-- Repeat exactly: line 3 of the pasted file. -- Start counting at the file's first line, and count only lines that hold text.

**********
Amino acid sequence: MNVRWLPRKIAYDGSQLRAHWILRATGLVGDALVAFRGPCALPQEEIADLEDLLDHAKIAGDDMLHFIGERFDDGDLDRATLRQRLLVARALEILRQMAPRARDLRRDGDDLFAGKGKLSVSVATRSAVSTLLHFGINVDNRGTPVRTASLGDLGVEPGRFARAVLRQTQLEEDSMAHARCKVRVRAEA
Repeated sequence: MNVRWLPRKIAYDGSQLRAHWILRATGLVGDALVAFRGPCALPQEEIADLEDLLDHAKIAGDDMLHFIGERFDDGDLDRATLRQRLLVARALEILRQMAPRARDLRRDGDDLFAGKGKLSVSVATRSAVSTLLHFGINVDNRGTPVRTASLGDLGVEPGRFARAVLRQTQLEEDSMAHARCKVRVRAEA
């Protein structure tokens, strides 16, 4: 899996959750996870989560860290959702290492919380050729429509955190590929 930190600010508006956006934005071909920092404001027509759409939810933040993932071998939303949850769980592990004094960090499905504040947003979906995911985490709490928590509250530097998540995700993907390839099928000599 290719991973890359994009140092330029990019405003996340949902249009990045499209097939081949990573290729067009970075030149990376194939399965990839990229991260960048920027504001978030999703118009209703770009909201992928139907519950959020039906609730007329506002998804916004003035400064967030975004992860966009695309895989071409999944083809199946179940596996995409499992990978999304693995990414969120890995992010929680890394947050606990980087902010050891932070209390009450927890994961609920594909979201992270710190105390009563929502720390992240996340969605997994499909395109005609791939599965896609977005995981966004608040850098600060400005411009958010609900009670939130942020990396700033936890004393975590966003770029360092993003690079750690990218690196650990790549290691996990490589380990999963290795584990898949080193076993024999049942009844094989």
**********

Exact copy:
């Protein structure tokens, strides 16, 4: 899996959750996870989560860290959702290492919380050729429509955190590929 930190600010508006956006934005071909920092404001027509759409939810933040993932071998939303949850769980592990004094960090499905504040947003979906995911985490709490928590509250530097998540995700993907390839099928000599 290719991973890359994009140092330029990019405003996340949902249009990045499209097939081949990573290729067009970075030149990376194939399965990839990229991260960048920027504001978030999703118009209703770009909201992928139907519950959020039906609730007329506002998804916004003035400064967030975004992860966009695309895989071409999944083809199946179940596996995409499992990978999304693995990414969120890995992010929680890394947050606990980087902010050891932070209390009450927890994961609920594909979201992270710190105390009563929502720390992240996340969605997994499909395109005609791939599965896609977005995981966004608040850098600060400005411009958010609900009670939130942020990396700033936890004393975590966003770029360092993003690079750690990218690196650990790549290691996990490589380990999963290795584990898949080193076993024999049942009844094989």